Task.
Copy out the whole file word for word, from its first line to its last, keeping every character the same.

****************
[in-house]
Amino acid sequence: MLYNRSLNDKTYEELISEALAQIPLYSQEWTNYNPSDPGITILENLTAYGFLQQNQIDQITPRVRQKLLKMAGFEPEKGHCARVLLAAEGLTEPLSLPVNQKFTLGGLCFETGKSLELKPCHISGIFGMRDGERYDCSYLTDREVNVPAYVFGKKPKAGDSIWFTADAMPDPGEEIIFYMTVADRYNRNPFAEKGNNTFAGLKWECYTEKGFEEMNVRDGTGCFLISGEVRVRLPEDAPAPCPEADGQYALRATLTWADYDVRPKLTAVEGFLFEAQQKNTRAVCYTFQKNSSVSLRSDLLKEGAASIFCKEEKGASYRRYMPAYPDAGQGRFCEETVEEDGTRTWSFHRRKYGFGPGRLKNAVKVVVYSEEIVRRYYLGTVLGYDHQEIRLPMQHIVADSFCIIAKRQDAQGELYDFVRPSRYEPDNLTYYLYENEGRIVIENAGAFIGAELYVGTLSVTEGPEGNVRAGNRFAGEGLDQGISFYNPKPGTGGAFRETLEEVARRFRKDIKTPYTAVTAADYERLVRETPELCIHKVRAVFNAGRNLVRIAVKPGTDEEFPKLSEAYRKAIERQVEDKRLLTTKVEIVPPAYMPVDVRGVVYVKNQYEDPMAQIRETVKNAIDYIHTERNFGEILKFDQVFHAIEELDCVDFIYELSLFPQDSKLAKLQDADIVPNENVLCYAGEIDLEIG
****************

[in-house]
Amino acid sequence: MLYNRSLNDKTYEELISEALAQIPLYSQEWTNYNPSDPGITILENLTAYGFLQQNQIDQITPRVRQKLLKMAGFEPEKGHCARVLLAAEGLTEPLSLPVNQKFTLGGLCFETGKSLELKPCHISGIFGMRDGERYDCSYLTDREVNVPAYVFGKKPKAGDSIWFTADAMPDPGEEIIFYMTVADRYNRNPFAEKGNNTFAGLKWECYTEKGFEEMNVRDGTGCFLISGEVRVRLPEDAPAPCPEADGQYALRATLTWADYDVRPKLTAVEGFLFEAQQKNTRAVCYTFQKNSSVSLRSDLLKEGAASIFCKEEKGASYRRYMPAYPDAGQGRFCEETVEEDGTRTWSFHRRKYGFGPGRLKNAVKVVVYSEEIVRRYYLGTVLGYDHQEIRLPMQHIVADSFCIIAKRQDAQGELYDFVRPSRYEPDNLTYYLYENEGRIVIENAGAFIGAELYVGTLSVTEGPEGNVRAGNRFAGEGLDQGISFYNPKPGTGGAFRETLEEVARRFRKDIKTPYTAVTAADYERLVRETPELCIHKVRAVFNAGRNLVRIAVKPGTDEEFPKLSEAYRKAIERQVEDKRLLTTKVEIVPPAYMPVDVRGVVYVKNQYEDPMAQIRETVKNAIDYIHTERNFGEILKFDQVFHAIEELDCVDFIYELSLFPQDSKLAKLQDADIVPNENVLCYAGEIDLEIG